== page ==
The Practitioner’s Perspective was provided by Amarjeet Sinha, Former Rural Development Secretary, Govt. of India
23 August, 2023, Bengaluru: Prof. Pulak Ghosh, faculty of the Decision Sciences area of IIM Bangalore, offered a Researcher’s Perspective on ‘Making Policy Research Impactful’, during the evening session of Day Two of the XVIII International Conference on Public Policy & Management, that is being hosted from 22nd to 24th August 2023 by the Centre for Public Policy (CPP) at IIM Bangalore. Amarjeet Sinha, Former Rural Development Secretary, Government of India, provided the Practitioner’s Perspective on the same subject. Prof. Gopal Naik, Chairperson, Centre for Public Policy, IIMB, moderated the sessions.
During his talk, Prof. Pulak Ghosh shared his own experiences including his first policy-related work, which was in 2012 for the United Nations, when it was building its Big Data group. “After this experience I delved deep into the implication of Data in economic and public policy, since I aimed to do much more in those areas. Today I will share my ‘realizations’ based on my experiences.”
“Research is actually interdisciplinary, and one cannot choose which research will make impact.” He explained that for an academician, there were two options in policy research – either to be part of policy when it is being devised or be part of policy once it has been made and has come up for evaluation and correction. “You can actually make an impact in either of the two. For an academician, there are few challenges. It is important that you are able to gauge if the research will result in top quality publications.”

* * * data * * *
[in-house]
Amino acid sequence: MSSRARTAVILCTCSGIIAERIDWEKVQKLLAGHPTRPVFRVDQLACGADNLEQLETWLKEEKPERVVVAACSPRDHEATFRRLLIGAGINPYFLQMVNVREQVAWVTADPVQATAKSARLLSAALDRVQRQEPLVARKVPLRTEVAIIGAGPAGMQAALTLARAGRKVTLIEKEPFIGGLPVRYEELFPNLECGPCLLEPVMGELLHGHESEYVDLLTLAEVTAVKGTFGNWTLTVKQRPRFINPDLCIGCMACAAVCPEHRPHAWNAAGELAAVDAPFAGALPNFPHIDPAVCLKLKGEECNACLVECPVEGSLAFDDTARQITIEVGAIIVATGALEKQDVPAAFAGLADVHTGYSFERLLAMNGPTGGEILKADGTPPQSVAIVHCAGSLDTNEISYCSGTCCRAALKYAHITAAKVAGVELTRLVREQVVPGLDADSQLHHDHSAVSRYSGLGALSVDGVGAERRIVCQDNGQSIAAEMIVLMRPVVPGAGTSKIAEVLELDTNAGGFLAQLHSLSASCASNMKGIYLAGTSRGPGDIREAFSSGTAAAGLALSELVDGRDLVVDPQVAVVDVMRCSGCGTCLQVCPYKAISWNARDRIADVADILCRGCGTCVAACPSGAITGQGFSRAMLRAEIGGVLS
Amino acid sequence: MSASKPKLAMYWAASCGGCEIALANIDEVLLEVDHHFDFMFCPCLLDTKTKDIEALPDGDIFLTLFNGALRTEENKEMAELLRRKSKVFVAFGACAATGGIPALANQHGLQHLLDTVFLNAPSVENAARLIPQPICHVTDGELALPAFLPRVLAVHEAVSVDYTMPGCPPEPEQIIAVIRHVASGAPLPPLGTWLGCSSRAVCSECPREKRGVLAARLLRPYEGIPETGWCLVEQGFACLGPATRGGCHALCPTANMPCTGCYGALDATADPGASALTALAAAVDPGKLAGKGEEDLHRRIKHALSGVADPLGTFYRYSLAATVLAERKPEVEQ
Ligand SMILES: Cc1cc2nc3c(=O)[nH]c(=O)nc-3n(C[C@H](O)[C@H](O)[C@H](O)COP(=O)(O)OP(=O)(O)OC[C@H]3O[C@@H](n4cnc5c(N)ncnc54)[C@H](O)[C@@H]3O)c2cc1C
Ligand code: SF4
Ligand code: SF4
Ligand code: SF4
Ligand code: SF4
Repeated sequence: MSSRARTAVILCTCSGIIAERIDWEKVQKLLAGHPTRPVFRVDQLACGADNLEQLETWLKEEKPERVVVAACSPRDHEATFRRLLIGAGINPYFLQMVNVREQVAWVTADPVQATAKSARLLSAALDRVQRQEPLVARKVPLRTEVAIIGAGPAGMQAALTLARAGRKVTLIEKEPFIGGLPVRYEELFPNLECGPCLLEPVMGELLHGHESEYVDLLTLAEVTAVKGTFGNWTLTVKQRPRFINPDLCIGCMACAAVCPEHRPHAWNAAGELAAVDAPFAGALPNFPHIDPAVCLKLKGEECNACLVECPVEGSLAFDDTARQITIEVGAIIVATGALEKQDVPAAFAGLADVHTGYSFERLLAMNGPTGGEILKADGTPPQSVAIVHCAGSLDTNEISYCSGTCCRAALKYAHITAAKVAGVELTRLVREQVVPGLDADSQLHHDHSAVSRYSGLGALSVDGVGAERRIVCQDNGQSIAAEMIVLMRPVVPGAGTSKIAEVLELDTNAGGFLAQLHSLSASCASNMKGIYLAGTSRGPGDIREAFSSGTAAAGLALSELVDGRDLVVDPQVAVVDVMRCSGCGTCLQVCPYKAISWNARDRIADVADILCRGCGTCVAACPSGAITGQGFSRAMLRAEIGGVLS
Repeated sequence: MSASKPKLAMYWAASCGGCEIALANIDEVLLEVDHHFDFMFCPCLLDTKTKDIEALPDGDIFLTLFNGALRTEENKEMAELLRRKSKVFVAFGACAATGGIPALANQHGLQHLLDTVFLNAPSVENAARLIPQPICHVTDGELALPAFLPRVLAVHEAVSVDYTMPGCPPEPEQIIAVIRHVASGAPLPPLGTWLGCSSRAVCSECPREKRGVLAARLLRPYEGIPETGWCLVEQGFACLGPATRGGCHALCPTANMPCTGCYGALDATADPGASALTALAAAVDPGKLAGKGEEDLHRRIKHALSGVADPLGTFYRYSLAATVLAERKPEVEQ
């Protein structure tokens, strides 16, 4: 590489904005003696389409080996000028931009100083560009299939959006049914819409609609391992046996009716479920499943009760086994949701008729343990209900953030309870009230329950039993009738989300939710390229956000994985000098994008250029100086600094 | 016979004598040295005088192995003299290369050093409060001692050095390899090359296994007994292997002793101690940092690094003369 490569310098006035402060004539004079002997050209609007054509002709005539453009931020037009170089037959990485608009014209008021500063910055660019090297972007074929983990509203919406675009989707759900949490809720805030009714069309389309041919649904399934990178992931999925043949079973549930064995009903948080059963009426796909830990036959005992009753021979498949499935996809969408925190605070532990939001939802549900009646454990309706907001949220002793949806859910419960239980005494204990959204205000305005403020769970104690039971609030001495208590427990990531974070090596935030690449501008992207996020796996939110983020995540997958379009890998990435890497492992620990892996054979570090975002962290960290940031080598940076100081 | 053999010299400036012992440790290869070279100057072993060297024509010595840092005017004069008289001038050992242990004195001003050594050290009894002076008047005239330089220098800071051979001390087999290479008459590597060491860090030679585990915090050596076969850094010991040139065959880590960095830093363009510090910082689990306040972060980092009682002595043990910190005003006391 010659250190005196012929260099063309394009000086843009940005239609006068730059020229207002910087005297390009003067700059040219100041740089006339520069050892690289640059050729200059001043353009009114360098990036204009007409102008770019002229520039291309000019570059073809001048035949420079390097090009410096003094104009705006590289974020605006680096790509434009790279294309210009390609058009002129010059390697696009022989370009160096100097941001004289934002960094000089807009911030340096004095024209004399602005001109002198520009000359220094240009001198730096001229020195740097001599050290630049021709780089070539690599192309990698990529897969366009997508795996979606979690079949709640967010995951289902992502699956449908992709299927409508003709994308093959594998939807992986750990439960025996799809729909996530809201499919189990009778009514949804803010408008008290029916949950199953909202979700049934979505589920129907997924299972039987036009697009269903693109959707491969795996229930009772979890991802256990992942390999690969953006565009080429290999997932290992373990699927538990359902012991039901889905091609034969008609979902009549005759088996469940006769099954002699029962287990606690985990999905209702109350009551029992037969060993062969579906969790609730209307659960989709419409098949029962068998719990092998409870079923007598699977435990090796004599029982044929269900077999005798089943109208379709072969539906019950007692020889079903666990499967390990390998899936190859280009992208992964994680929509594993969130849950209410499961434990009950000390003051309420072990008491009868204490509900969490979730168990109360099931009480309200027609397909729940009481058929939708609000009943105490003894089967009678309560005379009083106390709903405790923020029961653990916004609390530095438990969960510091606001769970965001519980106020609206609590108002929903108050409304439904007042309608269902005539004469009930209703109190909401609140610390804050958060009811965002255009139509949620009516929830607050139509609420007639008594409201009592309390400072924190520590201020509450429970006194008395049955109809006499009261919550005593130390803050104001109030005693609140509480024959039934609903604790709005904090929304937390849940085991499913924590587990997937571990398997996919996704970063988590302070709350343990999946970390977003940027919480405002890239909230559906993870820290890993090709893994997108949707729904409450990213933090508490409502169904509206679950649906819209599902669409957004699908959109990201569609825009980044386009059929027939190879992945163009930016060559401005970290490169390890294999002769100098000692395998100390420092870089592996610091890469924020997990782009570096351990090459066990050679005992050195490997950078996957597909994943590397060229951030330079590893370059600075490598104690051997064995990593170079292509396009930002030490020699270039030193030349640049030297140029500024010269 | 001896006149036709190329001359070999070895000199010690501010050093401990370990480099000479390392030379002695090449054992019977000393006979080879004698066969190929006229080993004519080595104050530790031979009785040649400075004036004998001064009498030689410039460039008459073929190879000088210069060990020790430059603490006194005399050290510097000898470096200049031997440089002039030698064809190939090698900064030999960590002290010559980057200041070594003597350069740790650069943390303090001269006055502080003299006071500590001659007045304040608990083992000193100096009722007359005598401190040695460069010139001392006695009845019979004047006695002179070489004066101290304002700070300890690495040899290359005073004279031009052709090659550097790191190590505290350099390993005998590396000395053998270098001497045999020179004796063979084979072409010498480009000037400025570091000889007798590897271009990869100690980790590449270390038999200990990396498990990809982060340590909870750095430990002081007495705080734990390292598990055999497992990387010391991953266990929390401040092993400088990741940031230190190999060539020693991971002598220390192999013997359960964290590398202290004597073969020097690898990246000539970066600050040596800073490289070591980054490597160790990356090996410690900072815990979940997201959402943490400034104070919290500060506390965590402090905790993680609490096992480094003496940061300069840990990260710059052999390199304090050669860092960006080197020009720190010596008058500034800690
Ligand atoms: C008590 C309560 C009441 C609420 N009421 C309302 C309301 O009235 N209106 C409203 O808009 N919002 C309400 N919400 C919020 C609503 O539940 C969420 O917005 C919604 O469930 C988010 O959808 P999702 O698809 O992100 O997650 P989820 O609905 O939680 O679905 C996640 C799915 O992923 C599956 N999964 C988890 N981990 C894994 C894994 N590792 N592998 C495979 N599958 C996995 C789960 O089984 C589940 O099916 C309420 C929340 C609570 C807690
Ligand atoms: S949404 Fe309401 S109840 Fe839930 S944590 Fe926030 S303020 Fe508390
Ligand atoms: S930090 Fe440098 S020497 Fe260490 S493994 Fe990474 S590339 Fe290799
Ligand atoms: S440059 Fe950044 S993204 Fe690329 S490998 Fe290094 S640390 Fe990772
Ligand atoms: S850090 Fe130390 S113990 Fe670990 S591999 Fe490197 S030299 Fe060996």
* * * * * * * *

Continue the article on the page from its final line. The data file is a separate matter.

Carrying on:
Listing the best ways to make research impactful, he said, “If you want to become a policy maker, you need to communicate what you find effectively. Also important is institutional knowledge, and all these take up ample time. It is essential that you choose the right topic, based on your expertise and demand from the policy maker who has to be excited about your contribution. So, engage a lot and do your homework well. Remember, policy is about every Government, do not be biased and make things work better.”
“Do keep in mind that all this may also lead to failure, you may feel dejected at times, but as an academician at least you gain knowledge in the process.”
Prof. Ghosh also provided an insight on how policy research methods need to be. “Data needs to be granular and there should be triangulation in research to increase the credibility and validity of findings. There has to be multiple measures to come to a conclusion.”
He also gave examples of some of his work and how that added value. “Some of my work which resulted in effective policies include those on taxation, use of Big Data, etc. Being part of the Karnataka Knowledge Commission, I pushed for use of Blockchain for land registration. Regarding job data, we created an algorithm and pushed the Government to publish EPFO data in a granular manner regularly. I was also associated with designing of the Pradhan Mantri Kisan Samman Nidhi, which is the first of its kind Universal Basic Income scheme being rolled out anywhere in the world, and that too, on such a huge scale."